FEMA lacks a comprehensive set of processes and systems to guide its operations, in particular
"a records-management policy and an electronic document management system.” While FEMA has begun to address some of these challenges, including acquisition management, “...unless it takes further steps to address these management challenges, FEMA will be limited in its ability to manage NFIP’s operations or better ensure program effectiveness."


House Committee Approves Flood Program Extension; Bill Goes To House Floor, from

The House Financial Services Committee reported to the House floor legislation reauthorizing the National Flood Insurance Program for five years. The vote was unanimous. The bill is H.R. 1309, the Flood Insurance Reform Act of 2011.

A key component of the bill is a provision that, for the first time since the program was launched in the 1950s, opens the door for the private market to play a strong role in insuring against flood, primarily through reinsurance...

Industry and House leadership want the bill out the door promptly in order to give the Senate as much time as possible to deal with the issue before the current extension of the program runs out Sept. 30th. The program has been extended 10 times on a short-term basis since the original reauthorization ran out Sept. 30, 2008. The program lapsed for a total of 53 days last year because Congress was unable to pass short-term extensions on time.

Following a lengthy debate, the full committee decided to add business interruption insurance to the program. A subcommittee had passed a provision adding the coverage earlier, and the full committee rejected an amendment sponsored by Rep. Jeb Hensarling, R-Texas, that would have removed that provision... Read More...


The NEW Vocabulary Test

Part I

The computer world is moving so swiftly that it's hard to keep up with all the esoteric terms, acronyms and short-names in use. Below is the first part of a new lexicon of words about computers, computing, and the Internet we will be publishing during the next few weeks and months that may help orient some of our readers to this "new world order." For those of us in the 5th, 6th, 7th (or 8th!) decades, these terms can be a challenge!  ...The Editor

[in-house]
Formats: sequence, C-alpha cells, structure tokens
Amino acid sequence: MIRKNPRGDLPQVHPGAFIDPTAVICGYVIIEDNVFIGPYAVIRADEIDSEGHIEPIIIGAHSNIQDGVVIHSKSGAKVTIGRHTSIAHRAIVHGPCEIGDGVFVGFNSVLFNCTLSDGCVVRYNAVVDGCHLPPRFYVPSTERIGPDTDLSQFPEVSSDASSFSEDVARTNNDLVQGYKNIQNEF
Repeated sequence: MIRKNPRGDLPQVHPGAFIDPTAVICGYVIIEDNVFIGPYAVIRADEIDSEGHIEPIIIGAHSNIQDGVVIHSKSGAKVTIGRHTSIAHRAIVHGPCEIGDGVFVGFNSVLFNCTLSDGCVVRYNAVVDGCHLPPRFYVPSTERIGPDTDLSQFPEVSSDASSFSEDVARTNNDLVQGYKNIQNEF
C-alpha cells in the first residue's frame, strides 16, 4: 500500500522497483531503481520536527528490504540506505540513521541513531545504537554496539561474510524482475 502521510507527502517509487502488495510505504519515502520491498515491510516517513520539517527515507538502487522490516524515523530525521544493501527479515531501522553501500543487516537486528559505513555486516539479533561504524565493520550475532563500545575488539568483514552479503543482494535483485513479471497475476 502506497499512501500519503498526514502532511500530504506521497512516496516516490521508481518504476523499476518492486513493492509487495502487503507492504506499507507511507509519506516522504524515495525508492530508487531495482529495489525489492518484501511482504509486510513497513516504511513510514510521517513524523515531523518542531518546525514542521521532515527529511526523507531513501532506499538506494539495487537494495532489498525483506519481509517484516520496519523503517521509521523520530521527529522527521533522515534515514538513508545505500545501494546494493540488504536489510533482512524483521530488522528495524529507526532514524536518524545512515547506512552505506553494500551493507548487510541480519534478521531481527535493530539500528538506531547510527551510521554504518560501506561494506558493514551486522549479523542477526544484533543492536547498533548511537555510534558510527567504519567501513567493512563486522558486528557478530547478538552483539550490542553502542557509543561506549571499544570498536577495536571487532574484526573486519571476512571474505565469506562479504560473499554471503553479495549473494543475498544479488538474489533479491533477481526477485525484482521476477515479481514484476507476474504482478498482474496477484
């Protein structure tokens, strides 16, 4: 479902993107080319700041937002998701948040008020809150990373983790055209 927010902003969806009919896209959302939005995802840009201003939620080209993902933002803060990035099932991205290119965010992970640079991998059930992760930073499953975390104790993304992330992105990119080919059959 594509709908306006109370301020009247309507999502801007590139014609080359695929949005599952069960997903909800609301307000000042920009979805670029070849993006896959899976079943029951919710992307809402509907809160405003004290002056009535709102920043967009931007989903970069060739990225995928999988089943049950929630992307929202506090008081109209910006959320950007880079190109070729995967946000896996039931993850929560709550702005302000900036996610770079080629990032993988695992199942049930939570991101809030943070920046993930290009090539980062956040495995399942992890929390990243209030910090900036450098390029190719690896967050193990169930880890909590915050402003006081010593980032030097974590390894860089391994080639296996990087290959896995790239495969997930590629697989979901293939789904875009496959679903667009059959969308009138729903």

Note: This lexicon was compiled using definitions acquired through Google, Wikipedia, and other internet search engines.

404 - an HTTP standard response code meaning that the requested Web page could not be located. Also: Clueless about technology. As in "Joe walked out of that meeting looking completely 404."

Bandwidth - is a bit rate measure of available or consumed data communications resources expressed in bits-per-second or multiples (kilobits-per-second, megabits-per-second, etc.). The rate by which data is transmitted or received dramatically affects the utility of the Internet for users. A "slow" connection can make working on the Internet nearly unendurable.

Bandwidth hog – a derogatory term for a user of an internet connection who uses more bandwith than other users on the network.

Broadband refers to a telecommunications signal of greater bandwidth, in some sense, than another standard or usual signal. The "broader"  the band, the greater the capacity for traffic. Different criteria for "broad" have been applied in different contexts and at different times. 
History: The term's origin is in radio systems engineering, but became popularized after MediaOne adopted it as part of a marketing campaign in 1996 to sell their high speed data access. The slogan was "This is Broadband. This is the Way”. The term has never been formally defined, even though it is widely used, and has been the subject of many policy debates, including in the FCC's  controversial "National Broadband Plan."